The access rule determines the permissions granted to a user or group of users. The permissions allow that user or group to read, write, or delete the associated node or to change the permissions granted to other users.
The schema rule determines the label and track metadata templates that are automatically added to a binder. This rule is typically applied to a folder. When a binder is created within that folder, an instance of each metadata schema is added to the binder. A schema containing objective metadata is populated automatically by extracting the appropriate information from the media essence, discussed previously. Subjective metadata schemas are populated manually by a user based on their perception of the media. This can be done by keyboard entry into the metabase, or by entry into some other application and then into the metabase as a label.
The rendition rule determines the additional versions of the media essence that are required by other systems, applications or devices within the domain.
Each rendition is created by translating the original media essence, defined above, to a new file using a different file format and encoding parameters. The file location and format metadata are then added to the binder in the form of a media object.
A version may be created automatically when the associated binder is created, or on demand from another application or device. A version may be stored at a specific location or within a pool of storage that has been allocated for use by the metabase.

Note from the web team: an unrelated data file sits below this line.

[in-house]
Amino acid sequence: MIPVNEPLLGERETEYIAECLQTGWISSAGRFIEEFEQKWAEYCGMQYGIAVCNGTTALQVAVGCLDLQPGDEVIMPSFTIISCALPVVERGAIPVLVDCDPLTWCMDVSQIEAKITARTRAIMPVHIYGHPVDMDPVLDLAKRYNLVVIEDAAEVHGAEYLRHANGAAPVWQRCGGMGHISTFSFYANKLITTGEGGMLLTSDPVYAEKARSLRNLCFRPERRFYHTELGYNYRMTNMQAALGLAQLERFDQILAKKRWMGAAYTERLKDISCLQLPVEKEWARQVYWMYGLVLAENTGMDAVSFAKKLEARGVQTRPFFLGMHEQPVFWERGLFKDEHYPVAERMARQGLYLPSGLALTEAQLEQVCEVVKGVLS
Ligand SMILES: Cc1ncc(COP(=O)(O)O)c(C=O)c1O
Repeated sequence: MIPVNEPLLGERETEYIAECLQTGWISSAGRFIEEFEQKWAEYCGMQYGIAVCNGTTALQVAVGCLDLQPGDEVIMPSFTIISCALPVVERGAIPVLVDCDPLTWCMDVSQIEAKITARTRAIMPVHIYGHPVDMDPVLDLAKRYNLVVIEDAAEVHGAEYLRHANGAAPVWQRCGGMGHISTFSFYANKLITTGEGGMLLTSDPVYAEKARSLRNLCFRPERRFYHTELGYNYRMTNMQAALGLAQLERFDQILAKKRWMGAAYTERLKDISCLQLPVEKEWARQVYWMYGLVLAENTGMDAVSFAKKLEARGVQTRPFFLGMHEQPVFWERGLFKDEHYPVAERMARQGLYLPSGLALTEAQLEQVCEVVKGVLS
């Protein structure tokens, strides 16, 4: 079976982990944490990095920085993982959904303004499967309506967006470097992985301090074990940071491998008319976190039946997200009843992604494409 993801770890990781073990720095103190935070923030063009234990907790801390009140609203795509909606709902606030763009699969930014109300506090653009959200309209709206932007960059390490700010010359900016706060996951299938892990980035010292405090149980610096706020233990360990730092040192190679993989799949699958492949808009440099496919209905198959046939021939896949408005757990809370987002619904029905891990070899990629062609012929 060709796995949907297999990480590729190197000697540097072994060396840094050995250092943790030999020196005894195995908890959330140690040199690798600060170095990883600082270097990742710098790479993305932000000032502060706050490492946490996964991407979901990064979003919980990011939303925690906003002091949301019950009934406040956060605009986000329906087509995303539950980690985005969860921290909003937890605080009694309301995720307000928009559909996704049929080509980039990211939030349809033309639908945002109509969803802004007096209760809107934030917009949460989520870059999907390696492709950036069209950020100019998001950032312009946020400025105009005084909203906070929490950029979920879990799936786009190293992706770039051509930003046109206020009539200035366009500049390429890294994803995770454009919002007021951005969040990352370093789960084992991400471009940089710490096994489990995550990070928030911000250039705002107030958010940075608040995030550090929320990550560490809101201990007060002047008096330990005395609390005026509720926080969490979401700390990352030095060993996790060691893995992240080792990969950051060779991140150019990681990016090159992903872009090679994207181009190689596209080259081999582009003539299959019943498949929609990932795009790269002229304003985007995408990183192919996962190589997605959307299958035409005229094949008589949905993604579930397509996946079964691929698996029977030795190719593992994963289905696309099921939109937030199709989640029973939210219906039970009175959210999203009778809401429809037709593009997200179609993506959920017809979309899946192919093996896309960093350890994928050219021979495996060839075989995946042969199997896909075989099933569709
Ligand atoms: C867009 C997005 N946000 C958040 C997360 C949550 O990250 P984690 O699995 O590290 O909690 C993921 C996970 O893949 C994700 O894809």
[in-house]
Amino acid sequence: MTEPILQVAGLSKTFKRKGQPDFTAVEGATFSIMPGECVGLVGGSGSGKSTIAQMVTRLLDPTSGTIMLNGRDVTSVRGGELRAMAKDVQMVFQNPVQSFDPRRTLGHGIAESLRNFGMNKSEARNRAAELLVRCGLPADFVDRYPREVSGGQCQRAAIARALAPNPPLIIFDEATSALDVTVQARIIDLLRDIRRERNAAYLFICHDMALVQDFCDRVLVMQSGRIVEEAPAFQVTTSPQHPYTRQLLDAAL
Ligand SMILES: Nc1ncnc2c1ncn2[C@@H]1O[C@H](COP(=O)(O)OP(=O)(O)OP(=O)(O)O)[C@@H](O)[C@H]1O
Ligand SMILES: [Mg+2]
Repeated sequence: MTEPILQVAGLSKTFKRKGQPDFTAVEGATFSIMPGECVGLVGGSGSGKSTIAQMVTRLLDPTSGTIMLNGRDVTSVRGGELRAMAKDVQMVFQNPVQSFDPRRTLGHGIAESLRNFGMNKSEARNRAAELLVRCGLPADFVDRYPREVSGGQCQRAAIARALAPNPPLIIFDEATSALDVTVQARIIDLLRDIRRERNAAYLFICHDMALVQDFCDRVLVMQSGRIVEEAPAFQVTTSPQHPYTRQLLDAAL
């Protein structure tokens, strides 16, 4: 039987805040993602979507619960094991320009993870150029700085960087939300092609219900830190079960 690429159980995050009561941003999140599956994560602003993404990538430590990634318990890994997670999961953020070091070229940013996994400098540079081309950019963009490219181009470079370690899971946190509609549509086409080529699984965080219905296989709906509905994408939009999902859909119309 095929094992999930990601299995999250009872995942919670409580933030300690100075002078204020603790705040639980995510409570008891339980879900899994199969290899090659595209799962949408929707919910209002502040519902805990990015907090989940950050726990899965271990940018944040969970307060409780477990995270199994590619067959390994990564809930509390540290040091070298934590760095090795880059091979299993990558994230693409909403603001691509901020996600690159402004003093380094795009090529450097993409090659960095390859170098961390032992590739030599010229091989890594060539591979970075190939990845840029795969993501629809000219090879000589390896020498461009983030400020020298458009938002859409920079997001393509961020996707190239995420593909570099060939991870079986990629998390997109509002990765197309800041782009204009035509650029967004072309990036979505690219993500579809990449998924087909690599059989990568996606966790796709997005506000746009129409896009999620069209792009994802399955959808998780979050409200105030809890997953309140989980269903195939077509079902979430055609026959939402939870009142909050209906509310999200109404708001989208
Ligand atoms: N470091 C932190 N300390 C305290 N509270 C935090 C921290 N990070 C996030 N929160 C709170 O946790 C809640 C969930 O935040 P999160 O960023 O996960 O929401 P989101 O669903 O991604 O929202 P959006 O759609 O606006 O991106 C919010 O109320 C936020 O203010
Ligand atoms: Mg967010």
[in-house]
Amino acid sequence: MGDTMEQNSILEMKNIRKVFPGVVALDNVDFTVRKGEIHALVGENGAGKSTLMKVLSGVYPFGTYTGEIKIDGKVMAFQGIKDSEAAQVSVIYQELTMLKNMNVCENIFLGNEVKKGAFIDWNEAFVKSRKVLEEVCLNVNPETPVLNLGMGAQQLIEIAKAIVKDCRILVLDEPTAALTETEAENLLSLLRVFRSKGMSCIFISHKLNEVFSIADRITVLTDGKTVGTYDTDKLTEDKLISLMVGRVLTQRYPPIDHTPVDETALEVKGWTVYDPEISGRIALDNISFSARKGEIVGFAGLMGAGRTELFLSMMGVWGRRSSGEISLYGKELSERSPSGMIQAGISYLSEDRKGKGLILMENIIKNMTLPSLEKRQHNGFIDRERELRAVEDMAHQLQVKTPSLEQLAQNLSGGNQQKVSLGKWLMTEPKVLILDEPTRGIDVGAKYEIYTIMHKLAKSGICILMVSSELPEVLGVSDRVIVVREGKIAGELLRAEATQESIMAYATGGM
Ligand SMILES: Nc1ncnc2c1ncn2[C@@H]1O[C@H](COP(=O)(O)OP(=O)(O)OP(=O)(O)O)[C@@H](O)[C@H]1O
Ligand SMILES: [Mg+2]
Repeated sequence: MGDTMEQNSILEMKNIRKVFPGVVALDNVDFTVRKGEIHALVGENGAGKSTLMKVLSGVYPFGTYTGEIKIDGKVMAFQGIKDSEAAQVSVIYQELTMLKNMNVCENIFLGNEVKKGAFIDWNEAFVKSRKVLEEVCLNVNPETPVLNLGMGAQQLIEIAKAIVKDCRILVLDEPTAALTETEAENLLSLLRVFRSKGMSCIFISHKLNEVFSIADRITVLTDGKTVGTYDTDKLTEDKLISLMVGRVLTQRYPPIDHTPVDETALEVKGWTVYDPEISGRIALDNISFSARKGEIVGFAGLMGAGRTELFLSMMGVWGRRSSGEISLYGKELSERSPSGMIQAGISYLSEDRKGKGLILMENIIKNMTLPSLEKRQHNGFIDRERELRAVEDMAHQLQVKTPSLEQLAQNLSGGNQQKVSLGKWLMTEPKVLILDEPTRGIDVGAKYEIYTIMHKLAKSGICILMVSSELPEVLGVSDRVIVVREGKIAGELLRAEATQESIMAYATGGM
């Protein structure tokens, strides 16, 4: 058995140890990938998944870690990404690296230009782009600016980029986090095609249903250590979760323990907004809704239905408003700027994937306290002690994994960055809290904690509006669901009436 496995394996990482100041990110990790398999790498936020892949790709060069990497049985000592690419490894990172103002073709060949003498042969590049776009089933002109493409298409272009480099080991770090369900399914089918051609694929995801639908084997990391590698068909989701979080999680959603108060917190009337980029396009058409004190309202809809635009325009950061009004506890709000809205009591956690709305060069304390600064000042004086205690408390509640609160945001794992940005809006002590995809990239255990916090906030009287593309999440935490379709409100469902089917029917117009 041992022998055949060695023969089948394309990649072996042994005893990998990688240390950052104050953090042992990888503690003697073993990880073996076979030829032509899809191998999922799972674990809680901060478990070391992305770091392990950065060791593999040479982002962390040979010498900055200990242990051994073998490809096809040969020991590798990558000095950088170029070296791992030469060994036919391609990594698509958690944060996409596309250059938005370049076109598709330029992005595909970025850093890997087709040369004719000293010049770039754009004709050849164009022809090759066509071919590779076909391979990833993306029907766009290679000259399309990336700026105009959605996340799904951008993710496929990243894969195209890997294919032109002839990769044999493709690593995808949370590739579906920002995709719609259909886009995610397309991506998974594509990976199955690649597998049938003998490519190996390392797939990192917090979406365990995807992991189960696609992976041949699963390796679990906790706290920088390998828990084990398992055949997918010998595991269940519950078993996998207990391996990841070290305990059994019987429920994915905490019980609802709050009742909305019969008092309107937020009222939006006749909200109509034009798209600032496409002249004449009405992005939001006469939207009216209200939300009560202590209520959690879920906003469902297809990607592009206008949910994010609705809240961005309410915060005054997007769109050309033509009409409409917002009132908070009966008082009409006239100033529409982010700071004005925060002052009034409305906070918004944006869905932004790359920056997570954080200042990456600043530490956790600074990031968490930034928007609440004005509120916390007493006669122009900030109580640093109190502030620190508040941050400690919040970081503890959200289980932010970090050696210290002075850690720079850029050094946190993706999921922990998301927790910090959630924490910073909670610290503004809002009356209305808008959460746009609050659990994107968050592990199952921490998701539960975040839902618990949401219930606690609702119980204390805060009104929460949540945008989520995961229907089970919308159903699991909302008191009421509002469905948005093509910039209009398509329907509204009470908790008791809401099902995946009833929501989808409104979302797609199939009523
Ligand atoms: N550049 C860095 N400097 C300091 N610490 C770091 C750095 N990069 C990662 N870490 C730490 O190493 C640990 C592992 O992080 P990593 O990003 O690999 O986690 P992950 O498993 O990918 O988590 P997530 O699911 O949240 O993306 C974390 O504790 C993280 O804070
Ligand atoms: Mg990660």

The storage rule assigns pools, or depots, of physical storage space to specific folder. When a new rendition of a media asset is created, the storage space required for the media file is allocated from one of the available depots. Each depot defines the physical location of the storage, the available storage space and the methods that may be used to access the storage space. For example, media files contained in a disk folder (e.g. C:\MyFolder) might also be accessible through FTP or HTTP network protocols.
Storage depots may be added or removed from a metabase folder as the storage configuration of the domain changes.
The expiration rule controls how long a media asset remains within the domain and the disposition of each rendition when that asset expires. This duration is created by the user based on the application or on the media type. For example, it the application is incoming news for a television broadcast, the duration may be only one day inasmuch as news loses its value as news after a certain length of time, for example a day.